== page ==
- Managers must focus on how team members perceive diversity in order for diversity initiatives to succeed, according to Meir Shemla, associate professor for organisational behaviour at the Rotterdam School of Management, Erasmus University in the Netherlands.
- Shemla, who co-published a 2018 paper researching diversity management practices in organizations, said in a statement that when members of a team are different from each other, they perceive, experience and understand reality differently, which may impede their ability to work together. In research, he found that cohesion and trust among very diverse teams tends to be low. Shemla said achieving equality in an organization doesn't necessarily mean achieving performance, as the two goals conflict with one another, and that many diversity policies "ignore the fact that you actually need to manage that diversity, which requires a different set of processes and actions."
- A larger pool of information, ideas and perspectives benefits diverse teams, Shemla said. However, "more often than not, what we find is that people don't express those ideas. So information is actually not shared and not integrated in the way that you can really realise the benefits of the diversity.”
Organizations investing time, effort and resources into diversity and inclusion (D&I) initiatives should be prepared to measure the outcomes of their strategies, and be willing to find and address underlying obstacles, according to research from Boston Consulting Group. A report by the firm released in January found that although 98% of organizations polled had D&I programs, a quarter of the workers targeted by these programs — women, people of color, those who identify as LGBTQ and others — said they didn't see the benefits of these initiatives.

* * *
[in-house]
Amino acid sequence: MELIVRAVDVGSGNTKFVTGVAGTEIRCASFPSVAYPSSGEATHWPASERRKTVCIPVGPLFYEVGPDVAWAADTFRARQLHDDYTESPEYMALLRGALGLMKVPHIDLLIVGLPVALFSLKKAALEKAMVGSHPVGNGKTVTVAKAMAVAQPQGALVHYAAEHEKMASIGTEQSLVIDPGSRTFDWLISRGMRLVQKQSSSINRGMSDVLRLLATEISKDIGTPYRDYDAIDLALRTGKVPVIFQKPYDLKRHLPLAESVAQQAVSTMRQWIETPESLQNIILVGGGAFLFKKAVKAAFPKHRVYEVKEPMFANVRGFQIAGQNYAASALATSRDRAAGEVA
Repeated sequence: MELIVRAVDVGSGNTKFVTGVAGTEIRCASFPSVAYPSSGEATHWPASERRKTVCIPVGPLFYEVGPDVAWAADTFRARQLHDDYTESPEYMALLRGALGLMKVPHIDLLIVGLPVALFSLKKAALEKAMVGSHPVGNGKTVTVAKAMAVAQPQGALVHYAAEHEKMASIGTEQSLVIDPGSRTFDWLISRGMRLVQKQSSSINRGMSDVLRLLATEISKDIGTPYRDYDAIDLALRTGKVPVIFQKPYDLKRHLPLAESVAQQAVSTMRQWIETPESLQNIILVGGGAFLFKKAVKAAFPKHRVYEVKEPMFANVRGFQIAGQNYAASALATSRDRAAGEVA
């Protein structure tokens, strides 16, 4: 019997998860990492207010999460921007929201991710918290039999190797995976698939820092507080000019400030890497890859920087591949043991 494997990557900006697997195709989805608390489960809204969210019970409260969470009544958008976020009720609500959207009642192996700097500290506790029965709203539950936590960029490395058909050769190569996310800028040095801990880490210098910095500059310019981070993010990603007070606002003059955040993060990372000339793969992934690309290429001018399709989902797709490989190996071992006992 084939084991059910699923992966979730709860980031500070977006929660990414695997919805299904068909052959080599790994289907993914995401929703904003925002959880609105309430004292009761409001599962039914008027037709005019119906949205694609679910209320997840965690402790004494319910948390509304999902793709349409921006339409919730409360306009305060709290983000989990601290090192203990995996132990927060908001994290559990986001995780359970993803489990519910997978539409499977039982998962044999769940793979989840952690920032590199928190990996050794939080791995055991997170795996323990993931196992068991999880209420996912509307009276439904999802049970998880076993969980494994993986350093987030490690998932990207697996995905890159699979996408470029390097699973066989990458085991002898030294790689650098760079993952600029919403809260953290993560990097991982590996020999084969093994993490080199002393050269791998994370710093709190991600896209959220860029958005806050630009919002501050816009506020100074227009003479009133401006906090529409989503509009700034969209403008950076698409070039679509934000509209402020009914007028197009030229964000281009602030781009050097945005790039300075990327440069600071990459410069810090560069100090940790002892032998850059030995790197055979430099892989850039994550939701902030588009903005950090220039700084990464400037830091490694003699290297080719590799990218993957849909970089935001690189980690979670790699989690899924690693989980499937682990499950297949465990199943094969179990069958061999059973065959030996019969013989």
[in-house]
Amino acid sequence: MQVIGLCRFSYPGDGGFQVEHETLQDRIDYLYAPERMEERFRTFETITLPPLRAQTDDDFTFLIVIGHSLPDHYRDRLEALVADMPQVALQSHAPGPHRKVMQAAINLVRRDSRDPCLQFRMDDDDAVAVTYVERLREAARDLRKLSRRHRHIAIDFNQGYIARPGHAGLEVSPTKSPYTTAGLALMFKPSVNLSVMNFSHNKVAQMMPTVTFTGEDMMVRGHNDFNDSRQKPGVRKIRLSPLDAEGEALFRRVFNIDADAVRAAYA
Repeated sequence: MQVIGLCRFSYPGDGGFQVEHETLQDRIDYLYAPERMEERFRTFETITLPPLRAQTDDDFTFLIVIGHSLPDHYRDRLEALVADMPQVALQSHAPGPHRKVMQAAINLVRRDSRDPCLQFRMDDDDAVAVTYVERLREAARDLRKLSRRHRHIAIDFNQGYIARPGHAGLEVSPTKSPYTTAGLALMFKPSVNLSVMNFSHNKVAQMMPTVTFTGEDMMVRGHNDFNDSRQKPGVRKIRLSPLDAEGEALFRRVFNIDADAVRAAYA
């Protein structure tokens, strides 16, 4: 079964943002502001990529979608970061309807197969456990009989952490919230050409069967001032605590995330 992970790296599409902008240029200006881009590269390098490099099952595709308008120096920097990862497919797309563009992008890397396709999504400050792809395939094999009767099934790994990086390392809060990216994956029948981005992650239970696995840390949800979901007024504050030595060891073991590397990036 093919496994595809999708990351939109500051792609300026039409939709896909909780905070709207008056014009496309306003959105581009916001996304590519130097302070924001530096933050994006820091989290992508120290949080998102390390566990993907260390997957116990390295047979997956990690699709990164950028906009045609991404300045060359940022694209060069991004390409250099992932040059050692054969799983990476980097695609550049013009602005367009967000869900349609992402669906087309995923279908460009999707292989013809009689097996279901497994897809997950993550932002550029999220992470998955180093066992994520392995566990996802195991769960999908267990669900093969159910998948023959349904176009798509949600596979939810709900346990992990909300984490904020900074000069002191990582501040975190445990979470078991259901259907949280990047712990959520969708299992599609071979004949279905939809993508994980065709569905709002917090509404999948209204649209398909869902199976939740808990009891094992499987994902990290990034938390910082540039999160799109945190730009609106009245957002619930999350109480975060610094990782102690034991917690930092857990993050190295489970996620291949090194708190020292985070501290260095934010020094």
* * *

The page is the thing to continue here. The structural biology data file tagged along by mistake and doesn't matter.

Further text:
D&I initiatives are also failing many black and Hispanic women, according to a recent Harvard Business Review (HBR) study. Women of color in HBR's study said they experience isolation and exclusion as team members, which may lead them to feel resentment and mistrust.
Diversity initiatives encounter many obstacles, but Boston Consulting Group's report pointed to leadership as one culprit. Men ages 45 and older are typically the decision-makers for organizations, the firm said, and they often underestimate the barriers against women, minority employees and others in hiring, retention and promotions. A lack of a business case can also make D&I more difficult, experts previously told HR Dive.